Monday, January 26, 2009

Thinking BOLD

With extremely deep teams like the Blazers, Lakers, Jazz, and Houston, this season, the second unit, or bench squad, has become nearly as important as the starters.

Teams like the Nuggets, Spurs, Cavs, and Magic have developed benches this year and remain at the top of their divisions due to that added depth. While injury-plagued teams like Houston and the Jazz have hung in the playoff race mainly due to their depth.

On the flipside, good to very good teams like the triple H trio of the Heat, Hawks, and Hornets haven’t been able to take that next step due to their thin benches.

In light of all this, it’s definitely time for some gut checks from certain NBA stars who say they want to win, who say they want to do whatever it takes… Well, it’s time for some NBA teams, namely, NBA coaches, to be BOLD.

There were a few teams that started this bold thinking. Ironically, the team who has a rep for being boring, has taken some of the boldest steps over the past few seasons…and you know what? They’ve won the whole damn thing four times. From mining the wealth of European stars to sitting stars for the entire fourth quarter in potentially winnable games, the Spurs have been that BOLD team.

They also did a little move that has helped make them one of the greatest franchises in league history. That would be bringing Manu Ginobili, a superstar talent, off the bench.

This season, other teams have followed suit.

Exhibit A: the Los Angeles Lakers, who, admittedly, copied the Ginobili experiment and asked Lamar Odom, who had pretty much started every single game of his career, to lead the bench mob.

The result? The Lakers have the best bench in the entire league. Trevor Ariza and Jordan Farmar and Sasha Vujacic along with Odom change the entire pace of the game and play frenetic, fast-paced ball, that aggressively traps and oftentimes fullcourt presses and makes life miserable for the opposition who has to try and adapt to two different styles and basically gets a group of starters playing off the bench.

As a side result to that, the Lakers 7-foot future, Andrew Bynum, is starting to blossom playing alongside all the veterans. Pau Gasol has meshed perfectly with the 21-year-old and Kobe Bryant and Fisher are looking to get him the ball.

Oh yeah, the Lakers sport the best record in the West (35-8). Pretty nifty outcome for thinking bold, wouldn’t you agree?

Exhibit B: the Utah Jazz, who, despite all the injuries to key players have remained in the playoff hunt. They started the season bringing Andrei Kirilenko off the bench, and before Boozer and then Milsap went down with injuries, that little trick was working like a $5,000, well, nicely.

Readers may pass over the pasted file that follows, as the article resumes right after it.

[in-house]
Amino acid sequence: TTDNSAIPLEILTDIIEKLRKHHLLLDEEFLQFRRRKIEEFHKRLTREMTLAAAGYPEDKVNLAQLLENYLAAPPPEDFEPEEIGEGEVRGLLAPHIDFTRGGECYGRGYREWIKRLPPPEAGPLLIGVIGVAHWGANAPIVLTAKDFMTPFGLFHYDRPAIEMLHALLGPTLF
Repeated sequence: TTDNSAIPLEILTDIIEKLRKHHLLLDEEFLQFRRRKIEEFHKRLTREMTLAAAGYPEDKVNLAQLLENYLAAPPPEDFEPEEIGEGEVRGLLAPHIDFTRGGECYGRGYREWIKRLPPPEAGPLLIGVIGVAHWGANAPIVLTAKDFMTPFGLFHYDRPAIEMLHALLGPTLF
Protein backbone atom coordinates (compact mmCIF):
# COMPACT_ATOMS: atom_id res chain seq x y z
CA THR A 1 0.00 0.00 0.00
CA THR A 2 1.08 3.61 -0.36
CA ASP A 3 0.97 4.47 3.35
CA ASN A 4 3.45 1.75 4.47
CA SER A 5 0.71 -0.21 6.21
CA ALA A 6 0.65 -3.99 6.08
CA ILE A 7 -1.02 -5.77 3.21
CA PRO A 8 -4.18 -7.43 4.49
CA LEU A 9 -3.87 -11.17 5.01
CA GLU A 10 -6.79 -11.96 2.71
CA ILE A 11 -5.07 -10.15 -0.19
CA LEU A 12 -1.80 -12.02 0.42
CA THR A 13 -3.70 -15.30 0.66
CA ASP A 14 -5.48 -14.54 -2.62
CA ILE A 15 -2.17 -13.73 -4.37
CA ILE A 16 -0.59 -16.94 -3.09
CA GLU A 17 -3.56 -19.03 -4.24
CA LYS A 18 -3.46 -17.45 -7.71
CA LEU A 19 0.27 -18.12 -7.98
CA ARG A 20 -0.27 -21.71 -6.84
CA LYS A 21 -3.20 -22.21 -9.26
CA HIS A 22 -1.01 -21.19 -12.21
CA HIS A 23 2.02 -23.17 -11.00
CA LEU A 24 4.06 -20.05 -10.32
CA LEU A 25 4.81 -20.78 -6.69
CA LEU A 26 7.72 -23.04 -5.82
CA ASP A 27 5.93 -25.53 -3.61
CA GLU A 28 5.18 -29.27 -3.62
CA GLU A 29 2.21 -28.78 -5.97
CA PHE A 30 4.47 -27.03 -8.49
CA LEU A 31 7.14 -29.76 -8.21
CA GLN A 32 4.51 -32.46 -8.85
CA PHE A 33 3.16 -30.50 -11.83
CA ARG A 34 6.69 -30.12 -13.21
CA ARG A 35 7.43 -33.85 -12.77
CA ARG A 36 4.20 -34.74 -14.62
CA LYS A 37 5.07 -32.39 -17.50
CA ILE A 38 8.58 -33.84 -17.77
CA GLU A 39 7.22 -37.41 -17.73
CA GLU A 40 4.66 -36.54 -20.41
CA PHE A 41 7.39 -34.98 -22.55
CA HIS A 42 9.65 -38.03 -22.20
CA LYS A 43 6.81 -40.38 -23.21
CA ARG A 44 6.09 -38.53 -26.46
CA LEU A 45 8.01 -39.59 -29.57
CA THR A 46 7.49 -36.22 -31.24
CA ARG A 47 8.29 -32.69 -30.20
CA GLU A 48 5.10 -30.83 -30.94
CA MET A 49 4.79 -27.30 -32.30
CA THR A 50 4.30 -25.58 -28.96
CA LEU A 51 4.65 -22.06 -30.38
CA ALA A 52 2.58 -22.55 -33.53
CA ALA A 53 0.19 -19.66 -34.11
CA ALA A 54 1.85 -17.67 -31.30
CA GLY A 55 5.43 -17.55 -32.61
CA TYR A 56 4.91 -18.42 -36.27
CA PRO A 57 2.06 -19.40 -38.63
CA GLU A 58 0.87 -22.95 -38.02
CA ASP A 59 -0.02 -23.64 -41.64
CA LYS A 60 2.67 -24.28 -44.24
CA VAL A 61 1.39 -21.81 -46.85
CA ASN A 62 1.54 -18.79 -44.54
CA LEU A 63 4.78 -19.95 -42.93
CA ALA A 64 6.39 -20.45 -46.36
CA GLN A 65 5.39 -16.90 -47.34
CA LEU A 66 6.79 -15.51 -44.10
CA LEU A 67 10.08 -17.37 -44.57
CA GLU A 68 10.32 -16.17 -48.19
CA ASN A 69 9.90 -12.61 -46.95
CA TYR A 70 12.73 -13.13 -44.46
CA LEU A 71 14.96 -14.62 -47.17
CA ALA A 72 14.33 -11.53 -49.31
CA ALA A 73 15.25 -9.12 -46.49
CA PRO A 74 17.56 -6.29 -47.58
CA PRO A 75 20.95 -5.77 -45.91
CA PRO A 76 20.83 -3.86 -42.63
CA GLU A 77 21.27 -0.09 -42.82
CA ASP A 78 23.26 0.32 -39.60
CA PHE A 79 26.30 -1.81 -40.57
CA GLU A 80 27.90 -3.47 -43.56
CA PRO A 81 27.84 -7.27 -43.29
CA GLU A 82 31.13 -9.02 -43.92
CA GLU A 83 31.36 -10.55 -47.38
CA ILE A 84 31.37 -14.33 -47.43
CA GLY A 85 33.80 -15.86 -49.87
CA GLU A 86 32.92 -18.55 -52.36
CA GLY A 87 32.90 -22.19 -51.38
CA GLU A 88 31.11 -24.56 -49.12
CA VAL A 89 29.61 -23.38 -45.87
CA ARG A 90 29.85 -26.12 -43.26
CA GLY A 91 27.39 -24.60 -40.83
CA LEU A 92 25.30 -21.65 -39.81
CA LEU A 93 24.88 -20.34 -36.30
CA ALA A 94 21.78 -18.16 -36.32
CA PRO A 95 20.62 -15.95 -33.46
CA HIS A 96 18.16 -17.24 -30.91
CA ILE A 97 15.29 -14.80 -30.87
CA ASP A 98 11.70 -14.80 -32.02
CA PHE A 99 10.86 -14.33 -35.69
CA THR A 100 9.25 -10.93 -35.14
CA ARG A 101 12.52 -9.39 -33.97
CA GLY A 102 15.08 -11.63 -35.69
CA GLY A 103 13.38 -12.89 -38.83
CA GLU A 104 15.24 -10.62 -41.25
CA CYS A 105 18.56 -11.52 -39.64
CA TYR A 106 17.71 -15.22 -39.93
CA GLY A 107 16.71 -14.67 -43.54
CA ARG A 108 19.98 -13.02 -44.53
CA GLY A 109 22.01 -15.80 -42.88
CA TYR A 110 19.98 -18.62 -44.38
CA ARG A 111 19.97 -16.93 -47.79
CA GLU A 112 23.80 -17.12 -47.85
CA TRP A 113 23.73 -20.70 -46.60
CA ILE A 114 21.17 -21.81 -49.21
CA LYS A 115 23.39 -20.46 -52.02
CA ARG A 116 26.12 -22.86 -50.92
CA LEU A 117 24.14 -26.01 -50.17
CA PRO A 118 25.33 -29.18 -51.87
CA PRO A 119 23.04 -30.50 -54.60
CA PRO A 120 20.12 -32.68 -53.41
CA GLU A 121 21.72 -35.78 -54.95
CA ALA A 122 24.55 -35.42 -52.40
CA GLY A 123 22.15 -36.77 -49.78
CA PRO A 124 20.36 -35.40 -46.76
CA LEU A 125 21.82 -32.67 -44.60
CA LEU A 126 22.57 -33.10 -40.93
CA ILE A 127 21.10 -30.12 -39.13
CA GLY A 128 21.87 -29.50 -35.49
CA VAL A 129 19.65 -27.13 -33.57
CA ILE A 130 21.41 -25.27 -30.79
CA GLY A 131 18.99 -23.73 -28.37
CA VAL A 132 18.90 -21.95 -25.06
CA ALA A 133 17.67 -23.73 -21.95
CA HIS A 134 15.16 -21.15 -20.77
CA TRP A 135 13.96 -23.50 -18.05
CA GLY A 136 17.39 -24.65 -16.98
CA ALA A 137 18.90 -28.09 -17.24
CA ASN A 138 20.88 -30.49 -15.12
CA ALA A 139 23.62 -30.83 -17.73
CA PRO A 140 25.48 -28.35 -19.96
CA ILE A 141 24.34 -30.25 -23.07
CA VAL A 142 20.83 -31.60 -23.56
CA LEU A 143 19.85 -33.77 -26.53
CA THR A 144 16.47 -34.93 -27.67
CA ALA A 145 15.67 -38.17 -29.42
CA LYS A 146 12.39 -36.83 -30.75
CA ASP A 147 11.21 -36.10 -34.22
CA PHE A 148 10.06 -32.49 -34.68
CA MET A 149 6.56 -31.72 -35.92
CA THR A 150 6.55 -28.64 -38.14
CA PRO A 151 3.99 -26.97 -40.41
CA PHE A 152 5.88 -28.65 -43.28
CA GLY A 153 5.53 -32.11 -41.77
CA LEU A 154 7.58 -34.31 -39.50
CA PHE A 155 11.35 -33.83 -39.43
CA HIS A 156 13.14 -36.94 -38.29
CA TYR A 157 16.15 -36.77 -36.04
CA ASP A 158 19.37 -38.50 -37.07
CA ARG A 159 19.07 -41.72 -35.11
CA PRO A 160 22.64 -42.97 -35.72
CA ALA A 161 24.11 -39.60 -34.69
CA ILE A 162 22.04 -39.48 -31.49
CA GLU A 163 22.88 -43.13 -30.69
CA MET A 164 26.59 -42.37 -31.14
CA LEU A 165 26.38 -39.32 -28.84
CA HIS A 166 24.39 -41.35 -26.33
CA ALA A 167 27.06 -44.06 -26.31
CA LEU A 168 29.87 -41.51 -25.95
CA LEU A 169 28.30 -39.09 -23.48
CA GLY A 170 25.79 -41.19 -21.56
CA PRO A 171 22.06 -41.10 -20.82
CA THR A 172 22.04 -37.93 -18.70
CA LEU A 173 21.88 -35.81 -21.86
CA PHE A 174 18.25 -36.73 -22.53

Hopefully, you can see where this post is headed.

Aside from exhibits A & B, there is also the recent Jermaine O’Neal experiment. The Raptors have been fortunate enough to have Andrea Bargnani absolutely balling (20 points and 7 boards on 50 percent shooting in January) and have the luxury, much like the Lakers and pre-injured Jazz, of bringing a known star talent off the bench. While O’Neal’s star has faded considerably, so far, the bold move is paying off. The team has since rattled off a couple in a row (yeah, the Kings and Bulls, but still).

As for some of the other teams in the league, they have not been thinking boldly, and have clung to the tried and tested and the old school ways of coaching.

Maybe it’s Terry Porter and Michael Curry’s coaching styles that are preventing them from seeing the larger picture. Maybe it’s the fact that they are first year coaches (well, fairly new to coaching in Porter’s case) with big shoes to fill. Maybe it’s the high profile star power that they are dealing with. Or perhaps it's a combination of all of these things

Whatever it is, the obvious solution is staring them in the face and they are refusing to go with it.

I’ve been talking about bringing Nash off the bench for quite some time now. Check here for that blog.

Recapping, it gives the Suns two strong units. Nash, if playing his style of basketball (run and gun) can turn anyone into a viable contributor. But force him to slow down and play with Shaq? Then we have his highest turnover percentage of his career (worse than his rookie campaign) and his lowest FG percentage in four years.

Starting J Rich, Amare, Shaq, Grant Hill and Barbosa or even Dee Brown, would allow J-Rich to have a more useful impact in the offense. Shaq has won four titles in his career, and they’ve all been playing with a great wing player. Now, this Shaq isn’t close to 3peat Shaq, nor is he quite Heat Shaq, and, J-Rich ain’t even a poor-man’s Kobe, but neither is he a catch and shoot, fourth option. With Shaq and J-Rich, the duo-dynamic is there.